I climbed up onto the narrow gurney and lay down next to him. He would have wanted me to note every detail for him—the way his chest was still warm, while his arms were already stiff and cold and his fingers were curled and blue. He had a bruise on the left side of his face. It was comforting to rest there with my arm around him, touching him in a familiar way, relieved still to have a companion, even a quiet one.

He had beautiful feet, elegantly articulated toes, like the feet on a Greek statue. I peeled back his shirt to look at the distinctive scar on his chest. A bit of cornhusk had punctured his skin while he was working on a farm as a teenager. The healing wound had formed an inch-long raised keloid that I loved to touch in the dark. I touched the large dark mole on his left shoulder. I felt the scar over his right eye, received when he was a child in a hotel in Honolulu (designed by Frank Lloyd Wright, Henry always added when telling the story), when a window had fallen suddenly out of its molding as he passed under it with his family. All his scars and moles, so well known to me, like stepping-stones marking the way home through a dark wood.

Two nurses came in. “You should go home now and get some rest,” one said. She put her hand on my shoulder and squeezed me gently.

Emily took my arm, and we walked down the fluorescent-lit corridors and stepped out into the twilight, inky blue with low-hanging clouds. A flock of black birds rushed up into the sky, their wings moving in unison, a tragic banner.


“I feel like I’ve been hit by a truck,” Henry had joked two weeks before he died. We were on our Christmas vacation, visiting Henry’s college friend and his family on Bainbridge Island, off the coast of Seattle. During the short daylight hours under the continuous gray blanket of northwest cloud cover, the kids played and drank hot chocolate, while we adults planned meals, decorated the holiday tree, and prepared for the arrival of Santa Claus. Henry, who loved all parties but disliked Christmas, watched from the couch.

His quip was familiar to me. When he was sixteen, he had taken a spin on a friend’s new motorcycle straight into an oncoming white pickup truck as he came around a tight curve. He loved telling this story, with a new embellishment every time.

“I’m lying there bleeding, with my right leg broken in seven places, the guy is weeping and begging me not to die. I had to calm the guy down so he’d go get help from the neighbor.” Henry’s leg had been repaired, but he always had some pain and swallowed daily doses of Advil. He predicted that he would need a knee replacement by the time he was fifty, a wheelchair at sixty.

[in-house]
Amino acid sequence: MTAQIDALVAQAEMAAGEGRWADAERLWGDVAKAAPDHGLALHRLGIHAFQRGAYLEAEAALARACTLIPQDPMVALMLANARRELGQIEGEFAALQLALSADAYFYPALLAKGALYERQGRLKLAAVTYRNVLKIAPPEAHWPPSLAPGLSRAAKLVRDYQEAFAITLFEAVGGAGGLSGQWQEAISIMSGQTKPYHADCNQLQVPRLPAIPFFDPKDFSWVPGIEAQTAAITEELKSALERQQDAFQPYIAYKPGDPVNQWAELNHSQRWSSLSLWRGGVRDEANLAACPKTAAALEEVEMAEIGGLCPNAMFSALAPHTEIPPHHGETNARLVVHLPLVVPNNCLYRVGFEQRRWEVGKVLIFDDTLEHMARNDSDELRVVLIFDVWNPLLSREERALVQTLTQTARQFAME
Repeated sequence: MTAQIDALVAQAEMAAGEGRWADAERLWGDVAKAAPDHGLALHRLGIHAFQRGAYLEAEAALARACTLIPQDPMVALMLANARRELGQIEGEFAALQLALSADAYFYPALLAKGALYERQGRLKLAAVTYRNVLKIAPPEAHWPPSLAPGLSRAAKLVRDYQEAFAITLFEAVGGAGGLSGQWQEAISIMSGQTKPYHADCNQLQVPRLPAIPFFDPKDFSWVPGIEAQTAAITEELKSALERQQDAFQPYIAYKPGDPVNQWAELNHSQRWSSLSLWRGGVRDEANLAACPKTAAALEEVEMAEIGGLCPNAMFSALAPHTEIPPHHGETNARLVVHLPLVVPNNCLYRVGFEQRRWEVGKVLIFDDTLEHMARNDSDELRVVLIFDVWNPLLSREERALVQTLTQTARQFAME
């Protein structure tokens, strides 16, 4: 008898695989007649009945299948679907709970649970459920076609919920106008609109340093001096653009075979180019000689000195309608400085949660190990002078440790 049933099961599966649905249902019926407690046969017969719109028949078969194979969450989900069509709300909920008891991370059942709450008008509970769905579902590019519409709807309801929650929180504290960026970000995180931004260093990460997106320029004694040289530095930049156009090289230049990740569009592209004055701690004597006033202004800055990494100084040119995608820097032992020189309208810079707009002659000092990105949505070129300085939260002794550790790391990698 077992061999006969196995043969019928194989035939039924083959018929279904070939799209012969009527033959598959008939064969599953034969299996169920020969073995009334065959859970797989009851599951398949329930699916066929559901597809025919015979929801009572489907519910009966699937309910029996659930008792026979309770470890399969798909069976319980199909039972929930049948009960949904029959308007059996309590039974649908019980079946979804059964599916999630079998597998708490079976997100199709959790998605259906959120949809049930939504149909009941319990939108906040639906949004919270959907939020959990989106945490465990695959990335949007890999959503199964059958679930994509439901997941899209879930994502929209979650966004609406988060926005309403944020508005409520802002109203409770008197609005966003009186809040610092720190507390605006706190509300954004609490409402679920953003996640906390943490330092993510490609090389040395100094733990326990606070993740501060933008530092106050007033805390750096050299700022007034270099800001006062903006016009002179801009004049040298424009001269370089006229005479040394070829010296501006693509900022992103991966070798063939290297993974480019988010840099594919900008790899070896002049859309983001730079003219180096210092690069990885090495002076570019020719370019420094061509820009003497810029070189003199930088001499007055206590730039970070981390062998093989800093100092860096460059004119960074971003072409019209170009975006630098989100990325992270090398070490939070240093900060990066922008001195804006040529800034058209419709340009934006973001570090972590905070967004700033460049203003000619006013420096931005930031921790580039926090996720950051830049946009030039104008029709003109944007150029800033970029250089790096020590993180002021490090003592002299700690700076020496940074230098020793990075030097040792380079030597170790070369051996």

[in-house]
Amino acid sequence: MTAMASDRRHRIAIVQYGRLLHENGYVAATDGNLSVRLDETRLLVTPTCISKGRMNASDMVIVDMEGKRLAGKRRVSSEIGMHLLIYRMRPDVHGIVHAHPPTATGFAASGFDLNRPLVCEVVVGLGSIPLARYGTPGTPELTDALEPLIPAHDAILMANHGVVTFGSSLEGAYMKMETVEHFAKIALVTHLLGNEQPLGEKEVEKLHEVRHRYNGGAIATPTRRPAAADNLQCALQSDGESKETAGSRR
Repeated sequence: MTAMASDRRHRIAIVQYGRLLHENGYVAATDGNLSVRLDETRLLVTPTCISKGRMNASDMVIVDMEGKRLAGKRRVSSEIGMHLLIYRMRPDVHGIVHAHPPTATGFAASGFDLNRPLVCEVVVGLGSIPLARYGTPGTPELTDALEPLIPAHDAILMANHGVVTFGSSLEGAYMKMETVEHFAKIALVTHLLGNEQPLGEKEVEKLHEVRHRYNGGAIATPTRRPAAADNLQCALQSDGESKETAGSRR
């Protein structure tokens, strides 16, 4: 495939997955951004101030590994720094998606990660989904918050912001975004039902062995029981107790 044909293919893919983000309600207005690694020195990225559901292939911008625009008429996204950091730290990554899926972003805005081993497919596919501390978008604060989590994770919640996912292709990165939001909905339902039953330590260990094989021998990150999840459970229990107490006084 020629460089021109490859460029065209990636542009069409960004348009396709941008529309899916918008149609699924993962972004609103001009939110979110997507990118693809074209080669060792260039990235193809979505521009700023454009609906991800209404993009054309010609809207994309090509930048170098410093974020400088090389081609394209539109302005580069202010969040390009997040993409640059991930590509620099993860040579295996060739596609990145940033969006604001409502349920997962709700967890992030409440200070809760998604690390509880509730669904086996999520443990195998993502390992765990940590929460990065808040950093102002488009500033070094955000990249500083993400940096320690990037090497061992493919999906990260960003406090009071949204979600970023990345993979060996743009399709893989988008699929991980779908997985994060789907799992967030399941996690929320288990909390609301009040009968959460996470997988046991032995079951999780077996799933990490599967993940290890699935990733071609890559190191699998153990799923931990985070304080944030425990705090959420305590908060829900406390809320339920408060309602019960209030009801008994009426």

Jokes aside, I worried as I watched Henry—dozing, reading a magazine, tapping away on his laptop, dozing some more. During these vacation days, he had barely gotten off the couch. When I asked him about how he was feeling, he said that he was just tired from all the traveling of the last year, that he couldn’t wait to get home, to begin writing his book.

The subject of his book was umami, a Japanese word that translates as “perfection,” usually as it relates to food. Umami also translates as “the fifth taste,” best described for Westerners as “savory.” The other tastes are sweet, sour, salty, and bitter. Umami is the feeling of mouthwatering deliciousness during, and complete satiety after, a good meal. Umami is the taste of protein, caressed by fat—the pleasurable viscous taste of a meat stew, a rich sauce, or a morsel of creamy cheese. There is umami in a piece of sun-ripened fruit, or a glass of complex wine. More crassly, Big Food corporations hire food scientists to add chemically enhanced umami to otherwise tasteless food—Big Macs, snack chips, and those frozen dinners in your freezer. Umami is also the taste of the demonized flavor-enhancer monosodium glutamate (MSG), favored by Chinese restaurants.

But Henry’s mission was to hunt down the real thing. He had gravitated to the West Coast, where the freshness of food, produce particularly, embodied the idea of perfection more than did the off-season shipments of unripe tomatoes and mealy peaches typically available on the East Coast. Under contract from a publisher, with half his advance paid, he traveled up and down the coast during 2002, sampling farm-ripened fruit, exotic varieties of seafood and seaweed, and regional wines.

He spent most of the year back and forth, making at least eight trips out West, some as long as three weeks. He ate meals at food temples such as The French Laundry in the Napa Valley and The Herb Farm in Woodinville, Washington. He tasted freshly harvested oysters and wild mushrooms in Oregon. He visited wine producers and experts up and down the coast. He wrote me a long e-mail about the now rare Marshall strawberries he tasted at one of the small family-owned farms in the San Juan Islands of Washington State on a trip with David Karp, a well-known fruit expert.